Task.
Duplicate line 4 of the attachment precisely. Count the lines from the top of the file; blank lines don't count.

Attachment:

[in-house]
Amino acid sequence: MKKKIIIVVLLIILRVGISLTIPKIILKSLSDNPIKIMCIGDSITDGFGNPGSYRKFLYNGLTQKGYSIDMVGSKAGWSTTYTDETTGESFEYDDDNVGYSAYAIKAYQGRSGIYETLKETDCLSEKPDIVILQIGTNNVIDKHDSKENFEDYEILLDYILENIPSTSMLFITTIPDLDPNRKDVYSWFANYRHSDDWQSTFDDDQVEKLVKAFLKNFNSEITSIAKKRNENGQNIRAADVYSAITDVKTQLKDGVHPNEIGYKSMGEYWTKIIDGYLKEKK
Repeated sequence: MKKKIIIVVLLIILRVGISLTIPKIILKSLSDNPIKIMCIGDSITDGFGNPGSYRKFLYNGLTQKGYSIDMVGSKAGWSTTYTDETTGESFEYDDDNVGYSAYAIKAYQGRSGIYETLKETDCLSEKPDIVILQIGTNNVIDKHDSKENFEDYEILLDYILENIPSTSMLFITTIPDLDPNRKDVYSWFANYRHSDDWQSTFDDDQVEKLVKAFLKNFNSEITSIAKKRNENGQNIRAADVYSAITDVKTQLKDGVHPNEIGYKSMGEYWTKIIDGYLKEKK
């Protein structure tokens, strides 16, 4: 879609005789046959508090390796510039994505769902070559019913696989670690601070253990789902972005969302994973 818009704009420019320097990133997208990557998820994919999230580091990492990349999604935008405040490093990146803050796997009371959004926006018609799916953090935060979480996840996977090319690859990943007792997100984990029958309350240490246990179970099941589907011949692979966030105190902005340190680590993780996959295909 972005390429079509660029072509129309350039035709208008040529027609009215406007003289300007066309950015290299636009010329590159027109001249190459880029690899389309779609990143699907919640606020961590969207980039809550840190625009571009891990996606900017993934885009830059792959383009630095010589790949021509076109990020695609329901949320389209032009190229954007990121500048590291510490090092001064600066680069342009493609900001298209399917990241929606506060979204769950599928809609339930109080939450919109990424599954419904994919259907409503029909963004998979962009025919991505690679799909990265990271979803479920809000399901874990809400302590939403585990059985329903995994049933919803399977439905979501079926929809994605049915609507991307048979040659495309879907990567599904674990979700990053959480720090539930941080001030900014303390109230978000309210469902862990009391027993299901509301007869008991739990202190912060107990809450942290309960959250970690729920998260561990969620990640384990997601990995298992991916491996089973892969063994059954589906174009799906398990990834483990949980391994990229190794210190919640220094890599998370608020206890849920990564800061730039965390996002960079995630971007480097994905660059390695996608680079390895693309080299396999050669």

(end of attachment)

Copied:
């Protein structure tokens, strides 16, 4: 879609005789046959508090390796510039994505769902070559019913696989670690601070253990789902972005969302994973 818009704009420019320097990133997208990557998820994919999230580091990492990349999604935008405040490093990146803050796997009371959004926006018609799916953090935060979480996840996977090319690859990943007792997100984990029958309350240490246990179970099941589907011949692979966030105190902005340190680590993780996959295909 972005390429079509660029072509129309350039035709208008040529027609009215406007003289300007066309950015290299636009010329590159027109001249190459880029690899389309779609990143699907919640606020961590969207980039809550840190625009571009891990996606900017993934885009830059792959383009630095010589790949021509076109990020695609329901949320389209032009190229954007990121500048590291510490090092001064600066680069342009493609900001298209399917990241929606506060979204769950599928809609339930109080939450919109990424599954419904994919259907409503029909963004998979962009025919991505690679799909990265990271979803479920809000399901874990809400302590939403585990059985329903995994049933919803399977439905979501079926929809994605049915609507991307048979040659495309879907990567599904674990979700990053959480720090539930941080001030900014303390109230978000309210469902862990009391027993299901509301007869008991739990202190912060107990809450942290309960959250970690729920998260561990969620990640384990997601990995298992991916491996089973892969063994059954589906174009799906398990990834483990949980391994990229190794210190919640220094890599998370608020206890849920990564800061730039965390996002960079995630971007480097994905660059390695996608680079390895693309080299396999050669």